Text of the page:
In recent years, and perhaps the past few decades, the federal regulators have essentially been regulated by the very banks they are supposed to regulate. The strong Republican victories in Congress this week aim to reverse this debilitating trend.
Until now, the Fed has been loath to reform the way it does business.
However, in a recent closed-door session, the banks were told by the Fed they need to shape up or get broken up. Citing ongoing probes of currency and interest rate manipulation, tax evasion and violations of U.S. international sanctions, Federal Reserve Governor Daniel Tarullo and New York Fed President William Dudley expressed a deep mistrust of the risk-taking activities by banks and the behavior by its employees during the past six years that followed the worst financial crisis in 75 years.
Further, a recent internal report commissioned by the Fed suggests there is a culture of suppression at the Fed that discourages employees from voicing concerns about the banks they supervise.
Dudley suggested that the behavior by banks seems to be systemic, not the result of isolated rogue actors. He even recommended that senior management be responsible for a substantial portion of the fines and that employee behavior get monitored and published publicly, similar to the manner in which broker-dealers are regulated.
While this sounds good, it comes quite late, as the credibility of the Fed continues to wane. Congressional action might be required to stipulate new practices that ensure financial and economic stability.
The remedies being promoted by the Republicans include: 1) regular audits by the General Accounting Office of the Fed's interest-rate policy meetings and financial operations; 2) a dilution of the Fed's dual mandate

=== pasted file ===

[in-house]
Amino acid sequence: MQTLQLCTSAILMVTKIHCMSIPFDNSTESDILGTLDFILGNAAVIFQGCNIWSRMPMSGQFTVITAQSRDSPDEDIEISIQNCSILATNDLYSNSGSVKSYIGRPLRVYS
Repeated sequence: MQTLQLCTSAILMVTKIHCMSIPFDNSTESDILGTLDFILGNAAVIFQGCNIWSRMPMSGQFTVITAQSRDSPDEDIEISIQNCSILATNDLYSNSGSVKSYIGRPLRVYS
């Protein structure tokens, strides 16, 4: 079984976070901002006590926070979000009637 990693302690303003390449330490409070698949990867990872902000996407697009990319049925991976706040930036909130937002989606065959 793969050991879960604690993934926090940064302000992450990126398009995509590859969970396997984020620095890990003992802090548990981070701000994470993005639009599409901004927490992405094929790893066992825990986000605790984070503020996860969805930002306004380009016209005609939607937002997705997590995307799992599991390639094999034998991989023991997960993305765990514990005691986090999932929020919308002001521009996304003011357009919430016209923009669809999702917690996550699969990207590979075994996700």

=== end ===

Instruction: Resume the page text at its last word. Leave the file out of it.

, permitting the Fed to focus more on stabilizing price levels and less on the level of unemployment; and 3) an enforceable culture that permits regulators to monitor banks objectively without fear of reprisal.
Sen. Richard Shelby, R-Ala., will likely be the next chairman of the Senate Banking Committee, which oversees the Fed. Along with Rep. Jeb Hensarling, R-Texas, chairman of the House Financial Services Committee, they will be strong advocates of Fed reform.
Sen. Rand Paul, R-Ky., sponsored a bill to audit the Fed
. A companion measure was passed by the House in September, but Senate Majority Leader Harry Reid, D-Nev., has not permitted it to reach the floor for debate. Six out of 10 Republican members of the Senate Banking committee are among the 31 co-sponsors of the bill, along with Senate Minority Leader Mitch McConnell, R-Ky., who is set to become the Senate Majority Leader. Sen. Ted Cruz, R-Texas, a potential 2016 presidential contender, believes this bill should be included in the top 10 priorities of the 2015 Congress.
Fortunately, there are Democrats who also share the vision of monitoring the Fed more effectively.
Sen. Sherrod Brown, D-Ohio, indicated the Senate Banking Subcommittee on Financial Institutions and Consumer Protection would hold a hearing to investigate allegations that the Fed supervisors are too lax with the banks they regulate. Sen. Elizabeth Warren, D-Mass., was among those recommending this hearing.
In addition to these reforms, certain rules might need to be reexamined. These include: 1) the recent evisceration of Dodd-Frank, which eliminates loan exposure to banks and reduces the level of down payments, and 2) the exclusion of derivative securitization when calculating the permissible ceiling on bank liabilities.
The maximum cap on liabilities is set at roughly 10 percent of the total, which stands at approximately $18 trillion today, according to the Fed. Three banks are closely approaching this level of $1.8 trillion in total liabilities. They are JPMorgan Chase with $1.4 trillion and Bank of America and Citigroup, each with $1.1 trillion.
The extensive $700 trillion derivative market was a key driver of the financial collapse in 2007 and 2008. Allowing unlimited growth of these liabilities does not portend well for our financial and economic well-being.
The Republicans are well-positioned to institute measures that will stabilize our monetary policy, insure the safety of our financial system and promote greater economic certainty. If they do not make significant inroads, winning the presidency in 2016 becomes less likely.
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